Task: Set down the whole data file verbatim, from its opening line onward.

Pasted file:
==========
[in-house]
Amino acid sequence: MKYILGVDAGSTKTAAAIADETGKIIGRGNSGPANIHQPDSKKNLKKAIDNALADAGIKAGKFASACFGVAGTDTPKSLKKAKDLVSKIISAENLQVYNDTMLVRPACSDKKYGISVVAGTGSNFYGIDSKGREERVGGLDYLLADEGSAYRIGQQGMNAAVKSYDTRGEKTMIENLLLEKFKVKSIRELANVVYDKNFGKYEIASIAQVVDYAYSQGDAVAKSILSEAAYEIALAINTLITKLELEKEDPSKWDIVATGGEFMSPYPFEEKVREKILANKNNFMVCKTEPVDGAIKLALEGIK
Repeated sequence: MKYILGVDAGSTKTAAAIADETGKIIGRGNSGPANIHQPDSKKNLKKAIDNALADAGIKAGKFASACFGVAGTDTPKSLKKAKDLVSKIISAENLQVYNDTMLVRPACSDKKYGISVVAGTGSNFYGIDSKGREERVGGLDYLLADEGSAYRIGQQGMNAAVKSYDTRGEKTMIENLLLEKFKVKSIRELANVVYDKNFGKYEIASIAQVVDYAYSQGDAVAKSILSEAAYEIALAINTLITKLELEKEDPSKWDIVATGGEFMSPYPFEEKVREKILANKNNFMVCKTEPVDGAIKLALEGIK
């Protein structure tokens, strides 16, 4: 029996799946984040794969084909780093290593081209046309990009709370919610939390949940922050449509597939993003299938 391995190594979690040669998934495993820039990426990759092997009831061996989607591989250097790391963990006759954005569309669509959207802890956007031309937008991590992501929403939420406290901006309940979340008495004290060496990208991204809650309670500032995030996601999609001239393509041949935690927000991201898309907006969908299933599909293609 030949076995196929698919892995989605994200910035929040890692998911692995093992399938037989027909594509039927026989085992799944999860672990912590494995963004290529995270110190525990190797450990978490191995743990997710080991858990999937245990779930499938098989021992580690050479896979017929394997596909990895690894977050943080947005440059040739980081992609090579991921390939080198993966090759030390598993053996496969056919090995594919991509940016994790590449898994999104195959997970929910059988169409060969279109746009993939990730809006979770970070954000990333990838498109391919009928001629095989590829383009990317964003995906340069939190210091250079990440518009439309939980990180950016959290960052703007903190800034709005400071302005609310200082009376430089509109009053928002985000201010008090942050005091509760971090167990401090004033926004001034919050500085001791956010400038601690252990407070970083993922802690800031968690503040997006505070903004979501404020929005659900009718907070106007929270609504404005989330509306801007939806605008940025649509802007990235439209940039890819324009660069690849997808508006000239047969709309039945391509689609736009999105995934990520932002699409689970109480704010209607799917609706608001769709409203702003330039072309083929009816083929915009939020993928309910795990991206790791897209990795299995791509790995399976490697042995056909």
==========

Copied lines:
[in-house]
Amino acid sequence: MKYILGVDAGSTKTAAAIADETGKIIGRGNSGPANIHQPDSKKNLKKAIDNALADAGIKAGKFASACFGVAGTDTPKSLKKAKDLVSKIISAENLQVYNDTMLVRPACSDKKYGISVVAGTGSNFYGIDSKGREERVGGLDYLLADEGSAYRIGQQGMNAAVKSYDTRGEKTMIENLLLEKFKVKSIRELANVVYDKNFGKYEIASIAQVVDYAYSQGDAVAKSILSEAAYEIALAINTLITKLELEKEDPSKWDIVATGGEFMSPYPFEEKVREKILANKNNFMVCKTEPVDGAIKLALEGIK
Repeated sequence: MKYILGVDAGSTKTAAAIADETGKIIGRGNSGPANIHQPDSKKNLKKAIDNALADAGIKAGKFASACFGVAGTDTPKSLKKAKDLVSKIISAENLQVYNDTMLVRPACSDKKYGISVVAGTGSNFYGIDSKGREERVGGLDYLLADEGSAYRIGQQGMNAAVKSYDTRGEKTMIENLLLEKFKVKSIRELANVVYDKNFGKYEIASIAQVVDYAYSQGDAVAKSILSEAAYEIALAINTLITKLELEKEDPSKWDIVATGGEFMSPYPFEEKVREKILANKNNFMVCKTEPVDGAIKLALEGIK
């Protein structure tokens, strides 16, 4: 029996799946984040794969084909780093290593081209046309990009709370919610939390949940922050449509597939993003299938 391995190594979690040669998934495993820039990426990759092997009831061996989607591989250097790391963990006759954005569309669509959207802890956007031309937008991590992501929403939420406290901006309940979340008495004290060496990208991204809650309670500032995030996601999609001239393509041949935690927000991201898309907006969908299933599909293609 030949076995196929698919892995989605994200910035929040890692998911692995093992399938037989027909594509039927026989085992799944999860672990912590494995963004290529995270110190525990190797450990978490191995743990997710080991858990999937245990779930499938098989021992580690050479896979017929394997596909990895690894977050943080947005440059040739980081992609090579991921390939080198993966090759030390598993053996496969056919090995594919991509940016994790590449898994999104195959997970929910059988169409060969279109746009993939990730809006979770970070954000990333990838498109391919009928001629095989590829383009990317964003995906340069939190210091250079990440518009439309939980990180950016959290960052703007903190800034709005400071302005609310200082009376430089509109009053928002985000201010008090942050005091509760971090167990401090004033926004001034919050500085001791956010400038601690252990407070970083993922802690800031968690503040997006505070903004979501404020929005659900009718907070106007929270609504404005989330509306801007939806605008940025649509802007990235439209940039890819324009660069690849997808508006000239047969709309039945391509689609736009999105995934990520932002699409689970109480704010209607799917609706608001769709409203702003330039072309083929009816083929915009939020993928309910795990991206790791897209990795299995791509790995399976490697042995056909």